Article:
“Colorectal cancer screening is the most powerful weapon we have against colorectal cancer,” John Ashcraft, DO, surgical oncologist at The University of Kansas Cancer Center said.  Ashcraft is also co-leader of the cancer prevention and survivorship research program.  “Colon cancer is a tough subject for many to talk about and the giant, 150 pound, ten foot long inflatable colon is a great conversation starter.”

The Cancer Coalition owns the inflatable colon. The organization hosts walk and run events for a campaign called “Get Your Rear In Gear.”

The organization ships the inflatable colon across the country for the events. The colon was on its way the a 5K which was scheduled to start at 9:00 a.m. at Swope Park when it was stolen. 

Authorities ask the public to call Kansas City Police with any information regarding the stolen colon.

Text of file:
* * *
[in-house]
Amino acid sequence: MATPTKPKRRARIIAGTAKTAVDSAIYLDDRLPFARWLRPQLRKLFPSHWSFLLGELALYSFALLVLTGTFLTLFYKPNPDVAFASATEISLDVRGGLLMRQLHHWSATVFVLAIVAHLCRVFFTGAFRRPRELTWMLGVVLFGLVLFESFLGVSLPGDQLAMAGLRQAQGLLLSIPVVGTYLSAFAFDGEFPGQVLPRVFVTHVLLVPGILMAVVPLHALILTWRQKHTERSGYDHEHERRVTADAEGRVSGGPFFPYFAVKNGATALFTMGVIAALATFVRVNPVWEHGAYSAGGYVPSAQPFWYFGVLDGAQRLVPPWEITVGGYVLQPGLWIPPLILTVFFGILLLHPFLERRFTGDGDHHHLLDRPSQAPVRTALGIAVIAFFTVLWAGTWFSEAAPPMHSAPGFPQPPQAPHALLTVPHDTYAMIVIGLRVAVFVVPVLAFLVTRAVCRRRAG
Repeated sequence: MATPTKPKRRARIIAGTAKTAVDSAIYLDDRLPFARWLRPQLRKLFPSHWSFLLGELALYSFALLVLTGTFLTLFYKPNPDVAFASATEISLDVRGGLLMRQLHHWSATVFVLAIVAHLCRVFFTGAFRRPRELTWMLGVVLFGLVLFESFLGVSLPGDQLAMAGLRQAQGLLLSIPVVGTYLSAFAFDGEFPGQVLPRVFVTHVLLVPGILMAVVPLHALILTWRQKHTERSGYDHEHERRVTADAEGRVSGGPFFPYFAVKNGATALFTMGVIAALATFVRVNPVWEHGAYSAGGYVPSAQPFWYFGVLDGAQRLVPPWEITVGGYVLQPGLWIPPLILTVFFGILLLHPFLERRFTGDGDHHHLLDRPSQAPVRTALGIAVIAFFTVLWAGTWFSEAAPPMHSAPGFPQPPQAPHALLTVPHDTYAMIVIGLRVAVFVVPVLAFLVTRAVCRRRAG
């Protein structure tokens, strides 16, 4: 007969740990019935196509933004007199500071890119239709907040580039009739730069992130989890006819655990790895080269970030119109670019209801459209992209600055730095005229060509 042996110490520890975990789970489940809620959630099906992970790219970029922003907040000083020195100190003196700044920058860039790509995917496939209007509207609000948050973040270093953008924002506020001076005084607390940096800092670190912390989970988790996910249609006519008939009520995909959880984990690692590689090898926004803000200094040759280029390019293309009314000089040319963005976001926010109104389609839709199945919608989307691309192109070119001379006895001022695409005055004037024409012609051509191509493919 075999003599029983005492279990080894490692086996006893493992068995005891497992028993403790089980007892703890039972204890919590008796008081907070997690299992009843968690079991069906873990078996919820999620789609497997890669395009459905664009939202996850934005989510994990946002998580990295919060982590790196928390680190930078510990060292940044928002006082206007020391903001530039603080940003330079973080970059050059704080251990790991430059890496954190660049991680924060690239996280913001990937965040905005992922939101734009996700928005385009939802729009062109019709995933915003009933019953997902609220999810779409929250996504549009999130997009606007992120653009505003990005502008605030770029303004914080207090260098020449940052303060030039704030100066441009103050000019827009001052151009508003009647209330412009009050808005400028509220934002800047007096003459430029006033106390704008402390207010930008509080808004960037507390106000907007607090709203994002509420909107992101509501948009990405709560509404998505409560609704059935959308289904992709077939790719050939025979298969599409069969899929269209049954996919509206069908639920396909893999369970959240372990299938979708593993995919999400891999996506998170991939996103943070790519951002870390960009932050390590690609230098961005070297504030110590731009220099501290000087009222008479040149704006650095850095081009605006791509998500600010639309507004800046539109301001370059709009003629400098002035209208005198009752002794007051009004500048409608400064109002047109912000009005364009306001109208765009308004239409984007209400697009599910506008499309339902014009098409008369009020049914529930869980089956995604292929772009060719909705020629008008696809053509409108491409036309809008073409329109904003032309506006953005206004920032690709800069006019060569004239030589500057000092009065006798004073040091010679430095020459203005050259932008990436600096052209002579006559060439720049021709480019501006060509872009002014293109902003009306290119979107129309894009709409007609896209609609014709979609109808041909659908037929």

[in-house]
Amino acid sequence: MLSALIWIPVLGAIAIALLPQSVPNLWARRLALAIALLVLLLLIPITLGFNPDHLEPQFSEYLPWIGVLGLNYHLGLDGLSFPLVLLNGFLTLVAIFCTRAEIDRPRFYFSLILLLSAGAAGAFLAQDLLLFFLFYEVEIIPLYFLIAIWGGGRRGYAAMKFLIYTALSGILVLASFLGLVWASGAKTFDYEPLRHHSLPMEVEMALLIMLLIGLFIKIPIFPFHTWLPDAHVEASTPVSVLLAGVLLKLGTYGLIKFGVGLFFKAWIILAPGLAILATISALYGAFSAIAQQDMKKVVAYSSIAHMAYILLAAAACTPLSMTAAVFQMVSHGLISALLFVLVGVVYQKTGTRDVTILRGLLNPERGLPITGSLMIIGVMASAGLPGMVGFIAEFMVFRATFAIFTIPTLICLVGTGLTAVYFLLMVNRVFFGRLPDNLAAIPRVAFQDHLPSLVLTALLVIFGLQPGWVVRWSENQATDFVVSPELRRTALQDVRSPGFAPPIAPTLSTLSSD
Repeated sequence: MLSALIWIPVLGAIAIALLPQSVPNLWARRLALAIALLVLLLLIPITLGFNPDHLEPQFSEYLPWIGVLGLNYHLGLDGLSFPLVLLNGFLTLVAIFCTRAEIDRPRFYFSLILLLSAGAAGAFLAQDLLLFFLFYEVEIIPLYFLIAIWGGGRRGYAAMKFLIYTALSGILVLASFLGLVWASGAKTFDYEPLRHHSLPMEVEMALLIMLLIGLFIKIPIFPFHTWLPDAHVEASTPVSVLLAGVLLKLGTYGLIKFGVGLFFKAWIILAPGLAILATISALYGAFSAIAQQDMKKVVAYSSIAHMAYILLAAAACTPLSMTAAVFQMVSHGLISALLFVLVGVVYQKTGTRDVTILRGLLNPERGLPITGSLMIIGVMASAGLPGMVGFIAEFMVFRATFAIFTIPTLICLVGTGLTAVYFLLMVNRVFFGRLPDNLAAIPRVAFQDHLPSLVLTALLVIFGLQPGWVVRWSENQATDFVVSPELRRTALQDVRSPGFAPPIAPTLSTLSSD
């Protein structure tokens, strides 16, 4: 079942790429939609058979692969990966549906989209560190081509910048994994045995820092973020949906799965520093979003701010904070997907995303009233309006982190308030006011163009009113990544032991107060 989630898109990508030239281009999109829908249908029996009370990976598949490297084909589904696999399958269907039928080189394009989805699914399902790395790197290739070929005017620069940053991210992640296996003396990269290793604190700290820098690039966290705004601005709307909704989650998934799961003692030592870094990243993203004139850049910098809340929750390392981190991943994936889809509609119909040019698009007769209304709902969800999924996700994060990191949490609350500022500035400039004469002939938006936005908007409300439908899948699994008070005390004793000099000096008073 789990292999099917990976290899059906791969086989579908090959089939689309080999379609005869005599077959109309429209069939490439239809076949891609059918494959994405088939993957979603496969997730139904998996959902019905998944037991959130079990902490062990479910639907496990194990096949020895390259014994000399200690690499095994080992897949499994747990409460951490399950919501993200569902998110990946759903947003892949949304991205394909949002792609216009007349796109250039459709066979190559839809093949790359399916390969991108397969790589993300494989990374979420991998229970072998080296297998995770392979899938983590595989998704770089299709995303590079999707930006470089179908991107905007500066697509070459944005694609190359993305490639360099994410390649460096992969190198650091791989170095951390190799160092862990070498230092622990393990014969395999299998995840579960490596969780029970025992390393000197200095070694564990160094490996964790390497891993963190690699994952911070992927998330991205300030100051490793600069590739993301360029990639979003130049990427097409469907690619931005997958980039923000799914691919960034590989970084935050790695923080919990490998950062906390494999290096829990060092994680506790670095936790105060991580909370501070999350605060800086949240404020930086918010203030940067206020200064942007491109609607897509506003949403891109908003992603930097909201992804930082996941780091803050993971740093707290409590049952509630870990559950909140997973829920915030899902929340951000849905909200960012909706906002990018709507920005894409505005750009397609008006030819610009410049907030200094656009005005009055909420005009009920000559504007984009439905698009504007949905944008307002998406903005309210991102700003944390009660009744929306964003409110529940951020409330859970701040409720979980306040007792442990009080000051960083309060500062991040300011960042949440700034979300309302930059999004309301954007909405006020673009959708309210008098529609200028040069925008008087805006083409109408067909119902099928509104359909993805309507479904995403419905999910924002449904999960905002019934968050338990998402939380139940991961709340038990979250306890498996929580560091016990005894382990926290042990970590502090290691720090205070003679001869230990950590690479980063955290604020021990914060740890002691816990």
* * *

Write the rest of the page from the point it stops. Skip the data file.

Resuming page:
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SNAP: LYFT Driver Suffers Mental Breakdown…


WOODLAND (CBS13) — A Woodland woman is speaking out about a Lyft ride that ended with police put her driver in handcuffs. The frightening moments played out as she was on her way to pick up her husband from the hospital.

Christie Gomez had only used Lyft a couple times before that fateful ride, but she instantly knew this ride wasn’t right.

lyft from down under Lyft Driver Has Mental Breakdown On Ride, Placed On Psychiatric Hold By Police

“Honestly it’s the scariest thing I’ve ever went through in my life,” Gomez said. “The real first sign was once we got on the freeway he literally started crying, but it was crying and then laughing at the same time.”